But a senior Republican Senate aide threw cold water on the possibility that the GOP would boycott. Congressional Republicans, this aide said, simply want to clarify the presidents goals for the meeting and ensure that it is more than a political stunt designed strictly to put them on the defensive.We're obviously interested in making any summit a substantive venture rather than another stage crafted PR event for the purposes of rehabilitating the president's bipartisan image, the senior Republican Senate aide said Tuesday. Our interpretation is that we would like to establish an understanding prior to the event that if we're going to do another summit that it be more substantive and productive than the previous attempts.Meanwhile, Kyl responded to Obamas comments from Tuesdays news conference that Republicans need to understand that bipartisanship means they must accept Democratic ideas in the final legislation. Bipartisan cant be that I agree to all the things that they believe in or want and they agree to none of the things that I want, Obama told reporters.Kyl argued that Republicans were completely shut out by the Democrats during last years health care debate, and he said he has never viewed bipartisanship as a scenario in which only GOP ideas are included in legislation.While I understand that Republicans cant have it all our way, its also clear that the president cant have it all his way, Kyl said. And that creates a dilemma, because you have two totally different approaches here.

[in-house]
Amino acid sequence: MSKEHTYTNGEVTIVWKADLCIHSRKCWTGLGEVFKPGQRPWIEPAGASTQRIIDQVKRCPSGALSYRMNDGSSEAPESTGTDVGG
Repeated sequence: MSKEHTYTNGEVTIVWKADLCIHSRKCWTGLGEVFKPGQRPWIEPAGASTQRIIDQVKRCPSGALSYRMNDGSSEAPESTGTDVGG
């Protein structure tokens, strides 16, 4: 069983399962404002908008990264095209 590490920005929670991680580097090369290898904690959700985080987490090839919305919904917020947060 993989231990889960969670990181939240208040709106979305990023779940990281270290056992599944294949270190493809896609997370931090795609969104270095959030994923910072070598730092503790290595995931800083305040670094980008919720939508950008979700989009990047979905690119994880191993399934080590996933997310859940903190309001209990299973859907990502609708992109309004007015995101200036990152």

Former Sen. Scott Brown, R-Mass., candidate for U.S. Senate in New Hampshire, holds his hand over his heart during the singing of the national anthem as he waits to take the stage for his town hall campaign rally with Sen. John McCain at the Pinkerton Academy in Derry, N.H., on Monday, Aug. 18, 2014.